Monday, September 17, 2012

A Data-Oriented, Data-Driven System for Vector Fields - Part 1

A vector field is a function that assigns a vector value to each point in 3D space. Vector fields can be used to represent things like wind (the vector field specifies the wind velocity at each point in space), water, magnetism, etc.

To me, wind is the most interesting use case. I want a system that can be used for physics (trees, tumble weed, paper cups), particles (leaves, sparks, smoke) and graphics (grass). I also want the system to be capable of handling both global effects (wind blowing through the entire level) and local effects (explosions, air vents, landing helicopters, rising hot air from fires, etc). But I don't want to limit the system to only handling wind. I imagine that once the system is in place, it could be put to other interesting uses as well.

There are a number of things that make this an interesting non-trivial design challenge:

• Vector fields represent a global shared state. All systems (particles, physics, etc) should react to the same wind. This can create strong couplings between unrelated systems, which we want to avoid.

• The system must be fast. We want to be able to make large particle effects that are affected by wind. As a design goal, let's say that it should be able to handle at least 10 000 queries / frame.

• As stated above, the system must be flexible enough to handle both global wind and a large variety of different local effects (air vents, fans, etc).

I'll outline the system in a series of articles. Let's start by thinking a bit about how we can represent the vector field in a way that allows for fast queries.

1. Use a functional representation

Storing the vector value for every point in 3D space at a decent resolution would require huge amounts of memory. It would also be very expensive to update. If we wanted to change the global wind direction, we would have to loop over all those points and change the value.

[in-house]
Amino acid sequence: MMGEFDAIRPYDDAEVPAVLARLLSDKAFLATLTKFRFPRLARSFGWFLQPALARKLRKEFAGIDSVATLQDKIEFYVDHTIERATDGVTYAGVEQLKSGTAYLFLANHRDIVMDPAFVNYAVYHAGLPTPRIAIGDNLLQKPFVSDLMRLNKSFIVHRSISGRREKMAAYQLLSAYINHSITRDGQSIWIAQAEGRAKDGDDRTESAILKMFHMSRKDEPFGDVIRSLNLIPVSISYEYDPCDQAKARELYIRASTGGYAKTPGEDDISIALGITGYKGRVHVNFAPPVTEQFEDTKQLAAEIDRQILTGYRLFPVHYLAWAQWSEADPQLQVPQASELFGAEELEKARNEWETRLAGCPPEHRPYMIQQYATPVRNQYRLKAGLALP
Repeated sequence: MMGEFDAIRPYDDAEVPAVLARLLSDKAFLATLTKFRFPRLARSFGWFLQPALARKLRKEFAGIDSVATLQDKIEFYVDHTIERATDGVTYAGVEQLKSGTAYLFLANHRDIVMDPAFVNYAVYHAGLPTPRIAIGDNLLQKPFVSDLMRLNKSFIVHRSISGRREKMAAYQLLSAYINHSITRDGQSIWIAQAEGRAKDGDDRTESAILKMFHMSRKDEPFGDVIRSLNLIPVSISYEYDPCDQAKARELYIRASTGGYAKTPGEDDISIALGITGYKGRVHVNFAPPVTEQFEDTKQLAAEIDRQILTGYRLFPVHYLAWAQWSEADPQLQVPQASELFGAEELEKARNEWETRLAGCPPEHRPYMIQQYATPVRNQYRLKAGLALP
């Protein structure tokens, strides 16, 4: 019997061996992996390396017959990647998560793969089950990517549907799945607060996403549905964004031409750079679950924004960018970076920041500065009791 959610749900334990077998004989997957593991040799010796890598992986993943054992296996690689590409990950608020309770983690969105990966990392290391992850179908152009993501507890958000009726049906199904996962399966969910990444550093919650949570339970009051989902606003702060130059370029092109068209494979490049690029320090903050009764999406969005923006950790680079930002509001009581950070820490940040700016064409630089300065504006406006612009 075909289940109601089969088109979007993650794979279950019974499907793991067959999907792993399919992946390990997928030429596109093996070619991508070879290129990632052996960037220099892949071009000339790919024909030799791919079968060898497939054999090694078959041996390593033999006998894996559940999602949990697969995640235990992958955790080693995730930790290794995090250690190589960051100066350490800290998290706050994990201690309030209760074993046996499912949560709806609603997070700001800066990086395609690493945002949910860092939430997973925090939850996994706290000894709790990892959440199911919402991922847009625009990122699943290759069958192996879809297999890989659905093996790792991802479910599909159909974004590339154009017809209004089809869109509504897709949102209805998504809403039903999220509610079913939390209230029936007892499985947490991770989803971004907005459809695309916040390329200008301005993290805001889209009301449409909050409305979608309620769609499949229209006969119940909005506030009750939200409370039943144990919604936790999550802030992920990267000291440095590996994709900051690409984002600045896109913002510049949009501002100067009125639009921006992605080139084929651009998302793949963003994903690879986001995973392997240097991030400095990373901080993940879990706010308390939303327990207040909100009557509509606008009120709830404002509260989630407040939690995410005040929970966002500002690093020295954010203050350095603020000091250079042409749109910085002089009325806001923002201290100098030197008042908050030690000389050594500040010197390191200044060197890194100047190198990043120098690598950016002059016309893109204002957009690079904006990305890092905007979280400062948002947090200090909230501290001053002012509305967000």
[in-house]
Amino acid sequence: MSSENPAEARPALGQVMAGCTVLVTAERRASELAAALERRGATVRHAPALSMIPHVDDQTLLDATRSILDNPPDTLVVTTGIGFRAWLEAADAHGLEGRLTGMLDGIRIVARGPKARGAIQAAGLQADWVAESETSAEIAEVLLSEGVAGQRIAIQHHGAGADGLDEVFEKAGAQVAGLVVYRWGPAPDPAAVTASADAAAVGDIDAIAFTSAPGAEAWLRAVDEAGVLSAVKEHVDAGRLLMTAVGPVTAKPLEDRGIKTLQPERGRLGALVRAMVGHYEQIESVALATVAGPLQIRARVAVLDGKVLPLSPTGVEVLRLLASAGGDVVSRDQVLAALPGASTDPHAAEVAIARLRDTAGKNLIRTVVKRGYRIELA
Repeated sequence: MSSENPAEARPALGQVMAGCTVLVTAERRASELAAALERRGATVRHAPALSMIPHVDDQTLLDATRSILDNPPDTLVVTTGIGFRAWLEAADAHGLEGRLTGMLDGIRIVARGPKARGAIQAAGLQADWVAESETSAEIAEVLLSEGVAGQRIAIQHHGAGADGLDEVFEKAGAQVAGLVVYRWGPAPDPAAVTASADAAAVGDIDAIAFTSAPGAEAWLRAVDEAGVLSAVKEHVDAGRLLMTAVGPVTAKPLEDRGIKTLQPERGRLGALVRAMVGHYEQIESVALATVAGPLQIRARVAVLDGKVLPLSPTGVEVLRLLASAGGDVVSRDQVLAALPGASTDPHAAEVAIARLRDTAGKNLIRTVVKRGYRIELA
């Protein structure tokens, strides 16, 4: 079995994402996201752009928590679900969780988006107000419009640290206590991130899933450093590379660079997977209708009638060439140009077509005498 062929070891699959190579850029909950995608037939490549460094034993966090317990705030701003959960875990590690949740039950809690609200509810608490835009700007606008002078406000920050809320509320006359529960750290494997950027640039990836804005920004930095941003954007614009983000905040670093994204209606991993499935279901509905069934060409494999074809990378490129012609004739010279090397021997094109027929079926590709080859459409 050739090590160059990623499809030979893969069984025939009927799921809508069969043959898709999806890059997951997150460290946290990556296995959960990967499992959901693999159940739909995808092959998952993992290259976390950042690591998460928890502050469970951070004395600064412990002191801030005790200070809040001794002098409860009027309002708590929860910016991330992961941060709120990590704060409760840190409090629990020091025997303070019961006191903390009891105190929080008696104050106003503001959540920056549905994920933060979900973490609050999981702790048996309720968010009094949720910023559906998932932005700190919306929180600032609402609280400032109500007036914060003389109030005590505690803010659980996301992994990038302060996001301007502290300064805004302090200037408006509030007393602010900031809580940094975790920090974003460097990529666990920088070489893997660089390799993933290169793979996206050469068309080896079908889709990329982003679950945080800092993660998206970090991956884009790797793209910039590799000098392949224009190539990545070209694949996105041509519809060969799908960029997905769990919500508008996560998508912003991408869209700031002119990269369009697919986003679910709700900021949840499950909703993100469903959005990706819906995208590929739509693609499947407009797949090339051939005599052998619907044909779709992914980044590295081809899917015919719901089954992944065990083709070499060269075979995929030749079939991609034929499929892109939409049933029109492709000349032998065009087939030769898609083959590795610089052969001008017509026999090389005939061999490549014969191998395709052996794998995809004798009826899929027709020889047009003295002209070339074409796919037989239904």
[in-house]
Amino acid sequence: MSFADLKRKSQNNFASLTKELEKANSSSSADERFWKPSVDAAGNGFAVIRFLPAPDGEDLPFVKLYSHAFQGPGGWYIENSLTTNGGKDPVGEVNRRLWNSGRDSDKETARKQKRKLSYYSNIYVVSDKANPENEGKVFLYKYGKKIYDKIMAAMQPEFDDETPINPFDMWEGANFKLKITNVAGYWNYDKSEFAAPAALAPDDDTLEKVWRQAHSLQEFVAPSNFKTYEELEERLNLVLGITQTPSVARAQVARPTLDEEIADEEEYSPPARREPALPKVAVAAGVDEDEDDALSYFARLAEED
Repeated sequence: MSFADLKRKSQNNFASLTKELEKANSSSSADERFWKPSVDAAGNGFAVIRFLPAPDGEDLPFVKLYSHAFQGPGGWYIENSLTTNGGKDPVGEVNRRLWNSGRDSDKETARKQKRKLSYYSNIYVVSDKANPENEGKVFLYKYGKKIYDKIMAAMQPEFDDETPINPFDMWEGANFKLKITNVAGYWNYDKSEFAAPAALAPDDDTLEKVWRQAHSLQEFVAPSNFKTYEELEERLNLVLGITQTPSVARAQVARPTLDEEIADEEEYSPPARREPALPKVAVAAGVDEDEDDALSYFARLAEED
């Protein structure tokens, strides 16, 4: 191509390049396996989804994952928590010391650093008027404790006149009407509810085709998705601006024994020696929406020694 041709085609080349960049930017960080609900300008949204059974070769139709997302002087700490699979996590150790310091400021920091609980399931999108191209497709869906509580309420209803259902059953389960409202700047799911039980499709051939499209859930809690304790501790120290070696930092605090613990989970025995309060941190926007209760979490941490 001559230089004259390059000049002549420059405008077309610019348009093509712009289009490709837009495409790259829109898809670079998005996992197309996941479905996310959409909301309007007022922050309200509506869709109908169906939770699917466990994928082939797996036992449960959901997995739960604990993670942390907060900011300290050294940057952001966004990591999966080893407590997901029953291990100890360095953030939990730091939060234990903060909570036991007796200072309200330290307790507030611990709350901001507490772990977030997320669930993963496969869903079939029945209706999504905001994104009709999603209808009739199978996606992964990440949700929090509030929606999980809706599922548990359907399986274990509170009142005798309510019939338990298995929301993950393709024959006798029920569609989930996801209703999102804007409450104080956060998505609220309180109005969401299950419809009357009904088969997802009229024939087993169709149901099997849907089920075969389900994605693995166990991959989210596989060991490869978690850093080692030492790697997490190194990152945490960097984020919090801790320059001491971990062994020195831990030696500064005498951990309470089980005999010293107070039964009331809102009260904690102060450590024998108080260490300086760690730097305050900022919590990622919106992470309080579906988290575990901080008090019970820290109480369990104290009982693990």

So, instead, we will use a functional representation. We will express the field as some closed function F(p, t) that gives us the field vector at point p in space at the time t.

For example, we could express a global wind that oscillates in the x-direction as:

`F(p, t) = Vector3(sin(t), 0, 0)`

The closed function form allows us to evaluate the vector field at any point in space and time.

Note that even with a functional form as the main representation, we can still interact with grid based representations. For example, we can render some section of the F(p, t) function to a texture for use on a GPU. Similarly, if we have some grid based wind data that we want to add to the simulation, we could use that as part of the F(p, t) expression:

`F(p, t) = Vector3(sin(t), 0, 0) + sample_grid(grid, p)`

2. Ignore the time coordinate

The vector field function F(p, t) is a function of both space and time. The wind varies throughout the level and if we look at any one point, the wind at that point varies over time.

But in practice, we treat the p and t coordinates very differently. We start at some time t_0 and then evaluate F(p, t_0) for thousands of different p values. Then we move on to t_1 and do the same thing.

We can make use of the fact that t remains constant for a large number of evaluations to simplify the function. For example at t=0.5 the function:

`F(p, t) = sin(p.x) * sin(p.y) * cos(t)`

simplifies to:

`G(p) = sin(p.x) * sin(p.y) * 0.8776`

which is cheaper to evaluate.

Taking this approach a step further, it makes sense to split our system in two parts -- a high level system that knows about time and every frame produces a new G(p) for the current time, and a low level system that ignores time completely and just computes G(p). Since the high level system only runs once per frame it can afford to do all kinds of complicated but interesting stuff, like constant folding, optimization, etc.

For the low level system we have reduced the problem to evaluating G(p).

3. Express the field as a superposition of individual effects

To make it possible for the field to contain both global effects (world wind) and local effects (air vents, explosions) we express it as a superposition of individual effect functions:

`G(p) = G_1(p) + G_2(p) + ... + G_n(p)`

Here G_i(p) represents each individual effect. A base wind could be expressed as just a constant:

`G_0(p) = Vector3(2.1, 1.4, 0)`

A turbulence function could add a random component

`G_1(p) = turbulence(seed, p, 4)`

An explosion effect could create a wind with a speed of 100 m/s outwards from the center of the explosion in a sphere with radius 4.0 meter around the explosion center: